A child is the most precious cargo a vehicle will ever carry. It is only fitting that our laws seek to protect them to the fullest extent possible. National Transportation Safety Board (NTSB) Chairman Deborah Hersman recently emphasized the agency's push to have all children 8 and younger transported in some type of safety seat.
Hersman said, "As state legislatures begin their 2011 sessions, the NTSB is calling upon legislators to pass laws that ensure that all children up to 8 years old are using child safety and booster seats."
Only 29 states, the District of Columbia and three territories currently have such a law in place. Six states require safety seats for children 6 and younger, 12 states set the age at 5, four states (and territories) set the age at 4. Florida stands alone by only requiring children 3 and younger to be transported in a safety seat.
Each year, around 1,800 children under 14 are killed, and more than 280,000 are injured in motor vehicles accidents. Auto crash injuries are the leading cause of death in children between 2 and 12 years old. The NTSB reports that crashes are responsible for approximately one of every three injury deaths of children 13 years old and younger. The agency believes proper child safety restraints can reduce these needless deaths.
Interestingly, the NTSB's recommendation does not apply to school buses - the mode of transportation over 23.5 million children use daily. According to the NTSB, research has shown that because of their design, school buses are actually one of the safest forms of transportation on the road. On average, only seven school bus passengers are fatally injured annually. Of course even the death of one child is unacceptable, so the NTSB continues to provide resources and training for school bus operators.
North Carolina's Child Passenger Safety Law
North Carolina is one of the 29 states already in compliance with the NTSB's child transportation safety recommendations. While North Carolina's child transportation law is quite specific and comprehensive, it unfortunately has few teeth to compel compliance.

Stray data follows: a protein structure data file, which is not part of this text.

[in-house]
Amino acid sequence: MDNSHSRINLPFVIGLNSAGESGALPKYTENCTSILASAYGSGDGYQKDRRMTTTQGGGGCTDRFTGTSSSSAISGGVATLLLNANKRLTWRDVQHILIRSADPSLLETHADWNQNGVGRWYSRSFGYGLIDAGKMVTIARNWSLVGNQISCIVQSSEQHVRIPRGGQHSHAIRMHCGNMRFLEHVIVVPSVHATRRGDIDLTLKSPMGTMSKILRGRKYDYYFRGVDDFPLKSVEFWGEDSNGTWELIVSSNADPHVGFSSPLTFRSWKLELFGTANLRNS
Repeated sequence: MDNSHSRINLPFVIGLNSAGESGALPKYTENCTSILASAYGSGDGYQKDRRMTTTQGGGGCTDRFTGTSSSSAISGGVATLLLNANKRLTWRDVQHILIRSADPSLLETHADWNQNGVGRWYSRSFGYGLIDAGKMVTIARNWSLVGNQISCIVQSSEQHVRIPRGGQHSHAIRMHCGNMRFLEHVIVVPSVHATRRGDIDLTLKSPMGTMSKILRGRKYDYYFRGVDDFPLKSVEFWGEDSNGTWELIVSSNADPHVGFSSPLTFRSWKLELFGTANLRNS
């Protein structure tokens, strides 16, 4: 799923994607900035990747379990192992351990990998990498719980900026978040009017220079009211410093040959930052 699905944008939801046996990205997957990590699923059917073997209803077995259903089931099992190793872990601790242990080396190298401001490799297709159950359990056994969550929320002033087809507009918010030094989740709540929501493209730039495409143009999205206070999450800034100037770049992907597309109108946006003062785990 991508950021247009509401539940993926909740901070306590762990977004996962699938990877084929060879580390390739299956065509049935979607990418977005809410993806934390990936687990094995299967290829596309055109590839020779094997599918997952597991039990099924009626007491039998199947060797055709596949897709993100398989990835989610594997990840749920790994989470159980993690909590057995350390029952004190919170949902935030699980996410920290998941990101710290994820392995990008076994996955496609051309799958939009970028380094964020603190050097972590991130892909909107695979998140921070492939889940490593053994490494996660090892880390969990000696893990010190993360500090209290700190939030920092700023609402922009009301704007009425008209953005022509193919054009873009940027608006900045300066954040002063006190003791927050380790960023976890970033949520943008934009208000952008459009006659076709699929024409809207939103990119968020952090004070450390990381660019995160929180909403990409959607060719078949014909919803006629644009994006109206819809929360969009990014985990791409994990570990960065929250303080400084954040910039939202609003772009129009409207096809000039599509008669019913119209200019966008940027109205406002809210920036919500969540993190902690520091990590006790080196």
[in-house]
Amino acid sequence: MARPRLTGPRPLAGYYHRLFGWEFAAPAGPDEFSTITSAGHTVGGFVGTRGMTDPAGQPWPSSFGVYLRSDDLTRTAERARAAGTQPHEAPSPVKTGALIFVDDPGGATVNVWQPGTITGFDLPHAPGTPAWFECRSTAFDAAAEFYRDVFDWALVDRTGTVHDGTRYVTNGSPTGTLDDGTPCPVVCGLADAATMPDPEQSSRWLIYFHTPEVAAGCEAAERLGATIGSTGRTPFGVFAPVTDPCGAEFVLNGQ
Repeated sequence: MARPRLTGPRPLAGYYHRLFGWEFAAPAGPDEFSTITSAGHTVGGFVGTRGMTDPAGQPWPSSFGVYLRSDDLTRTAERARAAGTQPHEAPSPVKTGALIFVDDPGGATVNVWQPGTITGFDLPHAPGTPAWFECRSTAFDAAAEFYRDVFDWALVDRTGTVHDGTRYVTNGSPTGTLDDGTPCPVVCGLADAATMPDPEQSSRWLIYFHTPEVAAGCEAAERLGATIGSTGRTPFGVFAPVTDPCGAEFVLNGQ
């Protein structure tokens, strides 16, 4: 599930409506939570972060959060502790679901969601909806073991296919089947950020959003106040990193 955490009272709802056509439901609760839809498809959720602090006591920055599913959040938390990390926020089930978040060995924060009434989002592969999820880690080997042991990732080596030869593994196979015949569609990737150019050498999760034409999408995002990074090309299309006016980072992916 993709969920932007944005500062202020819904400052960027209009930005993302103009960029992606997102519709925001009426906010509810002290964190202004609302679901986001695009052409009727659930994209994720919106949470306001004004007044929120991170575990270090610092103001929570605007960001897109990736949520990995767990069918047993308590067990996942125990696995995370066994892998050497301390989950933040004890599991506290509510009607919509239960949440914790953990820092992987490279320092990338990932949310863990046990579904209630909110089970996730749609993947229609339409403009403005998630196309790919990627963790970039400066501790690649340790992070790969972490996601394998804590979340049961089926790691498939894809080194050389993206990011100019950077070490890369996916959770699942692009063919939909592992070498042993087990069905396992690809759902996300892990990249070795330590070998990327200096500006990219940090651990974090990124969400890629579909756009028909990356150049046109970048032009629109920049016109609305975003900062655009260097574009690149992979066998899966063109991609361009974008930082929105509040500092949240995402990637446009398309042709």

Under the North Carolina Child Passenger Safety Law (G.S. 20-137.1), children younger than 8 years old and weighing less than 80 pounds must be properly restrained in a child restraint device (CRD). CRDs for children under 5 years and under 40 pounds must be secured in the back seat of a vehicle if the vehicle has a back seat. A CRD may be placed in the front seat if the CRD is made for use with air bags.
Children between 40 and 80 pounds may ride in a belt-positioning booster seat. If there is no lap and shoulder belt to secure such a booster seat, children over 40 pounds may ride with just a lap beat. At age 8 or at 80 pounds (whichever comes first), a child may ride in a car without a booster seat and just a seat belt.
Exemptions to the Law
North Carolina's law does not apply to ambulances or other emergency vehicles, and does not apply to other vehicles (like school buses) that are not federally required to have seat belts.
A final exemption could be interpreted to undermine the law as a whole. It states that the child restraint provisions discussed above do not apply "if all seating positions equipped with child passenger restraint systems or seat belts are occupied."
Punishments (Or the Lack Thereof)
Though North Carolina's requirements for CRDs are detailed, failure to follow them results in few consequences. Regardless of how many children are improperly secured in a vehicle, the maximum fine the law allows for a CRD violation is $25. A violator may also be required to pay court fees around $120. Additionally, the law allows all to be forgiven if a violator buys a CRD and brings it to court to show the judge.
The harshest penalty for violating the Child Passenger Safety Law is two driver's license points. Insurance points cannot be imposed. To put two driver's license points into perspective, the North Carolina Driver's Handbook states that if you accumulate 12 license points within three years, you might have your license suspended for 60 days.
On its face, North Carolina's Child Passenger Safety Law complies with the NTSB's push to require all children under 8 to be restrained in a child safety seat. Exemptions and lack of punishment, however, seem to significantly impact the law's effectiveness.
Regardless of the legal requirements, parents should take appropriate steps to secure their child in a vehicle. The life of a child is too precious to put at risk.